I am a bank teller. I was singled out by my manager and he just fired me, stating that he lost his trust and confidence in me. He did not specify the acts I may have committed for him to make the conclusion but I found in our contract of employment that I can be terminated for such reasons. Was I validly dismissed?
Fairly recent is the case of Julieta B. Sta. Ana vs. Manila Jockey Club Inc. (G.R. No. 208459, February 15, 2017; ponente: Justice Mariano del Castillo) which stated that the burden of proof in dismissing employees because of loss of trust and confidence rests with the employer:
“In Manila Jockey Club Inc. v. Trajano, where therein respondent was also a teller working for MJCI, like Sta. Ana, the court determined that the position of a selling teller is a position of trust and confidence since it requires the handling and custody of tickets issued and bets made in the teller’s station. Thus, Sta. Ana undoubtedly occupied a position of trust and confidence.
“However, while Sta. Ana occupied such position of trust and MJCI afforded her procedural due process, her dismissal is still unwarranted because MJCI failed to discharge its burden of proving that she willfully breached its trust, and such loss of trust relates to Sta. Ana’s performance of duties.
“It is a cardinal rule that loss of trust and confidence should be genuine, and not simulated; it must arise from dishonest or deceitful conduct, and must not be arbitrarily asserted in the face of overwhelming contrary evidence. While proof beyond reasonable doubt is not required, loss of trust must have some basis or such reasonable ground for one to believe that the employee committed the infraction, and the latter’s participation makes him or her totally unworthy of the trust demanded by the position.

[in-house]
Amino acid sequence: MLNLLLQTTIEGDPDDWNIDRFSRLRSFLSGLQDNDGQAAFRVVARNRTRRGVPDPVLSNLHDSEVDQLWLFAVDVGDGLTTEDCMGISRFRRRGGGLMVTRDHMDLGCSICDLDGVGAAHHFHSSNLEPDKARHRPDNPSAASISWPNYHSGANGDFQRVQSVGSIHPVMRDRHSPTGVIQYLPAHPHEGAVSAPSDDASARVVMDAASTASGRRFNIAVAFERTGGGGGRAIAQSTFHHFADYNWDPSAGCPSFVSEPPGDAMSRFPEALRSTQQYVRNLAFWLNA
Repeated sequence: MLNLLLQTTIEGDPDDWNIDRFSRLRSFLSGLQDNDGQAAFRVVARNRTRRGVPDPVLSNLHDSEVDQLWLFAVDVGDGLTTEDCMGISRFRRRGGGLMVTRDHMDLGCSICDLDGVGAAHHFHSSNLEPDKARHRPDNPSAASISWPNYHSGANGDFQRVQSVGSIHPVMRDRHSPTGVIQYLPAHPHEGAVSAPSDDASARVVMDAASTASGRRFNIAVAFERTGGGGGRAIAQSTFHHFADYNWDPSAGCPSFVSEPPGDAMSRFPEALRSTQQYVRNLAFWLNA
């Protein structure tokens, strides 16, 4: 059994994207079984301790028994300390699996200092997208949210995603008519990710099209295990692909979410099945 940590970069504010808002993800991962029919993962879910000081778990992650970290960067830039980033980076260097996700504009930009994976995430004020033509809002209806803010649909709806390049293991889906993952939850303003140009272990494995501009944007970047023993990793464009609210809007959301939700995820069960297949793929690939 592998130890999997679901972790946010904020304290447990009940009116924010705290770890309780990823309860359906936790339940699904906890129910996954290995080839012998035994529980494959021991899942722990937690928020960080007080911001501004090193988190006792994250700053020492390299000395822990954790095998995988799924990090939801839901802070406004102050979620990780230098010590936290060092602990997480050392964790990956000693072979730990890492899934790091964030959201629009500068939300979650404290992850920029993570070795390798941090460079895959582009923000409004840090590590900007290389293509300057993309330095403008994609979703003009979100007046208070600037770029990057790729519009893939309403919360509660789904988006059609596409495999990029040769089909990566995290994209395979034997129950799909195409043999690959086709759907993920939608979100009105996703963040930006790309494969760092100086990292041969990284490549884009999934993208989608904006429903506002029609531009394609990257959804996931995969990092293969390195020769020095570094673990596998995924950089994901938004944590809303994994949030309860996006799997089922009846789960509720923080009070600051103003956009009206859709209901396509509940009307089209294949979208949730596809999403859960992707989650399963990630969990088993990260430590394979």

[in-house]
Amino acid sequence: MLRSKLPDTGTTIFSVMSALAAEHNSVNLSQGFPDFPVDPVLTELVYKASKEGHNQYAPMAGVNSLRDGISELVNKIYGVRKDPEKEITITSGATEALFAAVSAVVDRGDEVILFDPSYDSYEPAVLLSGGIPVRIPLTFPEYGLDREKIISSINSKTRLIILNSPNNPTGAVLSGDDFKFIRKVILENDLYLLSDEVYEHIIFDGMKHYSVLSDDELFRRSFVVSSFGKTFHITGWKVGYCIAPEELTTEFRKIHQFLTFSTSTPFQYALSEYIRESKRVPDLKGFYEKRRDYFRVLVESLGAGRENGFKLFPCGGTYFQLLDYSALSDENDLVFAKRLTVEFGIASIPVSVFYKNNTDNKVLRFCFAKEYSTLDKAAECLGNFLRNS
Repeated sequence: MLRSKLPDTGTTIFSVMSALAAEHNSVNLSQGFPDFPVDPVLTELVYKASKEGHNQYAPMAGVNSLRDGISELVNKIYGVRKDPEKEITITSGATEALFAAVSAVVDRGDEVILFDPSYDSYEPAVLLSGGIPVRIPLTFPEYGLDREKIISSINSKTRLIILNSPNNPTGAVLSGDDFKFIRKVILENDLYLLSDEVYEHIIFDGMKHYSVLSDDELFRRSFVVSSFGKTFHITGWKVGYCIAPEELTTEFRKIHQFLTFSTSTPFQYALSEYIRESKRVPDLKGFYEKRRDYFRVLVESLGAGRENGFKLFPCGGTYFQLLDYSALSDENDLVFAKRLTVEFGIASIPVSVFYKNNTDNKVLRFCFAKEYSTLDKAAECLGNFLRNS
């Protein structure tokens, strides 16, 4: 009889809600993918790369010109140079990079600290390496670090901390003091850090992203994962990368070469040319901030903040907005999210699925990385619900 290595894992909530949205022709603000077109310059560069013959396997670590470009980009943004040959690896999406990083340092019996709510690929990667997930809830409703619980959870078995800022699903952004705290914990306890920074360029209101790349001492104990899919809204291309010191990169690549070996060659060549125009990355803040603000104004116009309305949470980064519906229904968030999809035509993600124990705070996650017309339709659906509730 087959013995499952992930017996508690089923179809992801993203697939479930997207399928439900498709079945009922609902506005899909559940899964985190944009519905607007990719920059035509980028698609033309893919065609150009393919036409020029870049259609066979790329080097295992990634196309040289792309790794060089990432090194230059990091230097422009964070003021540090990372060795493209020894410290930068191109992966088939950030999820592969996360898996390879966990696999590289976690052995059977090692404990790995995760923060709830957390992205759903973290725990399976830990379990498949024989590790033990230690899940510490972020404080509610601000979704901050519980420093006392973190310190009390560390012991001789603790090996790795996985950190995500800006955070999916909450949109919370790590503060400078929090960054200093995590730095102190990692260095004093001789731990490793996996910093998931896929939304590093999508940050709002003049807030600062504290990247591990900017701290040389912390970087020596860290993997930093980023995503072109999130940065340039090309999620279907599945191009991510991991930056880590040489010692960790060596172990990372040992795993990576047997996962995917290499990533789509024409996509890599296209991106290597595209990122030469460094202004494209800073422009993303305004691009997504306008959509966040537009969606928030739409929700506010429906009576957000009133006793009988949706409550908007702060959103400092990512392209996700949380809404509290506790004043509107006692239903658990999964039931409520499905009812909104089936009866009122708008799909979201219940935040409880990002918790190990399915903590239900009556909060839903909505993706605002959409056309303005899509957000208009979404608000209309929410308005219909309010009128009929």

“Here MJCI failed to prove that Sta. Ana committed willful breach of its trust. Particularly, it failed to establish that Sta. Ana used [her employer]for her personal business during office hours, and used [the employer’s]money; without authority, to lend money to another. Hence, to dismiss her on the ground of loss of trust and confidence is unwarranted.”
Simply put, you cannot just be dismissed by your employer at will or by mere reliance on the employment contract’s provision that you can be dismissed on that ground without proving your violation as demanded by your position. Procedural due process while afforded and observed must rest on the fact that the employer duly proved that the employee breached [his or her]trust and that the same relates to the latter’s duties.
Again, we find it necessary to mention that this opinion is solely based on the facts you have narrated and our appreciation of the same. The opinion may vary when the facts are changed or elaborated.
We hope that we were able to enlighten you on the matter.
Editor’s note: Dear PAO is a daily column of the Public Attorney’s Office. Questions for Chief Acosta may be sent to email@example.com